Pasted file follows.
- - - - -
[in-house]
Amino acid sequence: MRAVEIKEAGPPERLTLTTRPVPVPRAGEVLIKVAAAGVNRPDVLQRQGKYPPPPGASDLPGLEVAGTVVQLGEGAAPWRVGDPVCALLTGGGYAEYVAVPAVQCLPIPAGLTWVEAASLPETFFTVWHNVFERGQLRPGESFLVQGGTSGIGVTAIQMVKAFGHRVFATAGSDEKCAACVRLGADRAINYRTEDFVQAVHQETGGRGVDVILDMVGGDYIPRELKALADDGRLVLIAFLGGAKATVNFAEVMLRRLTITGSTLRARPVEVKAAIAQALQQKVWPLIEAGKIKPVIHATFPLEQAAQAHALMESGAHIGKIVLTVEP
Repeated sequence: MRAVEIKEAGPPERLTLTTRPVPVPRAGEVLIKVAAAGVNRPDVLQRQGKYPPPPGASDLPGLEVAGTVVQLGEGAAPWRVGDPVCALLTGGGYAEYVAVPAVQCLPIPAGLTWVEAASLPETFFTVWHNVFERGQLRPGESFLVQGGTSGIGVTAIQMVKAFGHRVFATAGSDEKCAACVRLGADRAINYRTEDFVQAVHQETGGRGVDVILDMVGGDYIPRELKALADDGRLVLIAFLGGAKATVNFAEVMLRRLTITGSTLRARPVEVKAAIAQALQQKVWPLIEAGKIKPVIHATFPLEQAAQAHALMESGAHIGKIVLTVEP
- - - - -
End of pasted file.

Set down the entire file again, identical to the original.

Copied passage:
[in-house]
Amino acid sequence: MRAVEIKEAGPPERLTLTTRPVPVPRAGEVLIKVAAAGVNRPDVLQRQGKYPPPPGASDLPGLEVAGTVVQLGEGAAPWRVGDPVCALLTGGGYAEYVAVPAVQCLPIPAGLTWVEAASLPETFFTVWHNVFERGQLRPGESFLVQGGTSGIGVTAIQMVKAFGHRVFATAGSDEKCAACVRLGADRAINYRTEDFVQAVHQETGGRGVDVILDMVGGDYIPRELKALADDGRLVLIAFLGGAKATVNFAEVMLRRLTITGSTLRARPVEVKAAIAQALQQKVWPLIEAGKIKPVIHATFPLEQAAQAHALMESGAHIGKIVLTVEP
Repeated sequence: MRAVEIKEAGPPERLTLTTRPVPVPRAGEVLIKVAAAGVNRPDVLQRQGKYPPPPGASDLPGLEVAGTVVQLGEGAAPWRVGDPVCALLTGGGYAEYVAVPAVQCLPIPAGLTWVEAASLPETFFTVWHNVFERGQLRPGESFLVQGGTSGIGVTAIQMVKAFGHRVFATAGSDEKCAACVRLGADRAINYRTEDFVQAVHQETGGRGVDVILDMVGGDYIPRELKALADDGRLVLIAFLGGAKATVNFAEVMLRRLTITGSTLRARPVEVKAAIAQALQQKVWPLIEAGKIKPVIHATFPLEQAAQAHALMESGAHIGKIVLTVEP